, Volume 175, Issue 4, pp 1051–1061 | Cite as

A comparative analysis of photosynthetic recovery from thermal stress: a desert plant case study

  • Ellen M. Curtis
  • Charles A. Knight
  • Katherina Petrou
  • Andrea Leigh
Highlighted Student Research


Our understanding of the effects of heat stress on plant photosynthesis has progressed rapidly in recent years through the use of chlorophyll a fluorescence techniques. These methods frequently involve the treatment of leaves for several hours in dark conditions to estimate declines in maximum quantum yield of photsystem II (F V/F M), rarely accounting for the recovery of effective quantum yield (ΔF/F M′) after thermally induced damage occurs. Exposure to high temperature extremes, however, can occur over minutes, rather than hours, and recent studies suggest that light influences damage recovery. Also, the current focus on agriculturally important crops may lead to assumptions about average stress responses and a poor understanding about the variation among species’ thermal tolerance. We present a chlorophyll a fluorescence protocol incorporating subsaturating light to address whether species’ thermal tolerance thresholds (T 50) are related to the ability to recover from short-term heat stress in 41 Australian desert species. We found that damage incurred by 15-min thermal stress events was most strongly negatively correlated with the capacity of species to recover after a stress event of 50 °C in summer. Phylogenetically independent contrast analyses revealed that basal divergences partially explain this relationship. Although T 50 and recovery capacity were positively correlated, the relationship was weaker for species with high T 50 values (>51 °C). Results highlight that, even within a single desert biome, species vary widely in their physiological response to high temperature stress and recovery metrics provide more comprehensive information than damage metrics alone.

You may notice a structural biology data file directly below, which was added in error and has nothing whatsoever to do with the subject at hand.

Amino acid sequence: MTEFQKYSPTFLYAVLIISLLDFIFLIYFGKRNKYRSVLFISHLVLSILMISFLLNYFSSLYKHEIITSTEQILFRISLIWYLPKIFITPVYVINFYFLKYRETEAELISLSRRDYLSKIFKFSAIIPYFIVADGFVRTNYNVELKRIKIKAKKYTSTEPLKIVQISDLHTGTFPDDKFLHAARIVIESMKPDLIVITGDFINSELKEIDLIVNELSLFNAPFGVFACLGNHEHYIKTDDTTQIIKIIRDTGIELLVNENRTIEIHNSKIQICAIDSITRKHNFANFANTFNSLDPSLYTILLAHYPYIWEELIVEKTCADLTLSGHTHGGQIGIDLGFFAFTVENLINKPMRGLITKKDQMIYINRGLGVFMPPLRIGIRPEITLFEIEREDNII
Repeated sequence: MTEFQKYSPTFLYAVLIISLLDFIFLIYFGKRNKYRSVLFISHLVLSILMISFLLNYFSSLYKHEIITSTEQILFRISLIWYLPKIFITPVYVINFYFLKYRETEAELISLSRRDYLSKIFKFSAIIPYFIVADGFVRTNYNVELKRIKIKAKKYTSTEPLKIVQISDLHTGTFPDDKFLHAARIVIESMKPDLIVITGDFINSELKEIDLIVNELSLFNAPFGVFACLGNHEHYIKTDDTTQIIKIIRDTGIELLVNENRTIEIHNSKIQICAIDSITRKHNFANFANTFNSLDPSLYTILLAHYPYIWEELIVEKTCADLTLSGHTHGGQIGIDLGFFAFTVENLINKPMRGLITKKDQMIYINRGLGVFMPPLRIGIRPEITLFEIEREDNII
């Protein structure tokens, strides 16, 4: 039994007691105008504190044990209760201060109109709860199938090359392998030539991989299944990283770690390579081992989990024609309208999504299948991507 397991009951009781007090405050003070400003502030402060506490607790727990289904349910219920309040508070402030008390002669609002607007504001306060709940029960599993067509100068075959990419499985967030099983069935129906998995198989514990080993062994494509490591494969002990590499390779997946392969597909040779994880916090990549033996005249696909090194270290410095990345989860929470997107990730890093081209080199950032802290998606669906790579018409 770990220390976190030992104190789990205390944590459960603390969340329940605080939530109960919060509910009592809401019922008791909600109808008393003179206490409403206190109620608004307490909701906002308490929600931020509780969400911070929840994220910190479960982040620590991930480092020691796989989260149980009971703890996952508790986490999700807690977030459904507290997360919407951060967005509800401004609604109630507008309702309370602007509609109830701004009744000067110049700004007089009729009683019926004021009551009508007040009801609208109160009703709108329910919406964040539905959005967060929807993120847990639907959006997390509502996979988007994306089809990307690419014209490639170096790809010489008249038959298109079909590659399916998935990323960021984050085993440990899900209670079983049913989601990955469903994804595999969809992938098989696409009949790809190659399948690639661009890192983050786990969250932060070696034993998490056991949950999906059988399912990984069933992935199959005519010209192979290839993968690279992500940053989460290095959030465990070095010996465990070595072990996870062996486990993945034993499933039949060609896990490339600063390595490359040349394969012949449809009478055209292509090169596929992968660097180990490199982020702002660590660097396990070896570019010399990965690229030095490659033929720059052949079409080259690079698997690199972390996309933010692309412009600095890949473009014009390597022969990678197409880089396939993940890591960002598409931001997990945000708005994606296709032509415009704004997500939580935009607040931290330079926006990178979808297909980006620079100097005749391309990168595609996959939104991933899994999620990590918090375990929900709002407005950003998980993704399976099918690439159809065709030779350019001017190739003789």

Photosynthetic recovery High temperature stress Thermal tolerance Chlorophyll fluorescence Arid zone 



The authors gratefully acknowledge the Port Augusta City Council for its generous support in providing an onsite laboratory, infrastructure and site access at the Australian Arid Lands Botanic Garden. We further thank Peter Ralph from the UTS Climate Change Cluster and Brad Murray for thoughtful discussions. We thank two anonymous reviewers for helpful suggestions on an earlier version of this manuscript. We are grateful to the staff of the AALBG, Ronda and Peter Hall (Friends of the AALBG), Melinda Cook, Ben Ford, Norman Booth (ANSTO), Peter Jones, Rod Hungerford and staff at the UTS Workshop. Ellen Curtis was supported by an Australian Postgraduate Award.

Conflict of interest

The authors declare that they have no conflict of interest and that experiments comply with the current laws of Australia, where the experiments were performed.

Supplementary material

442_2014_2988_MOESM1_ESM.pdf (302 kb)
Phylogenetic tree showing the relatedness among the 41 Australian southern desert plant species used in the study (PDF 302 kb)


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Copyright information

© Springer-Verlag Berlin Heidelberg 2014

Authors and Affiliations

  • Ellen M. Curtis
    • 1
  • Charles A. Knight
    • 2
  • Katherina Petrou
    • 3
  • Andrea Leigh
    • 1
  1. 1.School of the EnvironmentUniversity of Technology, SydneyUltimoAustralia
  2. 2.Biological Sciences DepartmentCalifornia Polytechnic State UniversitySan Luis ObispoUSA
  3. 3.Plant Functional Biology and Climate Change Cluster (C3), School of the Environment University of Technology, SydneyUltimoAustralia

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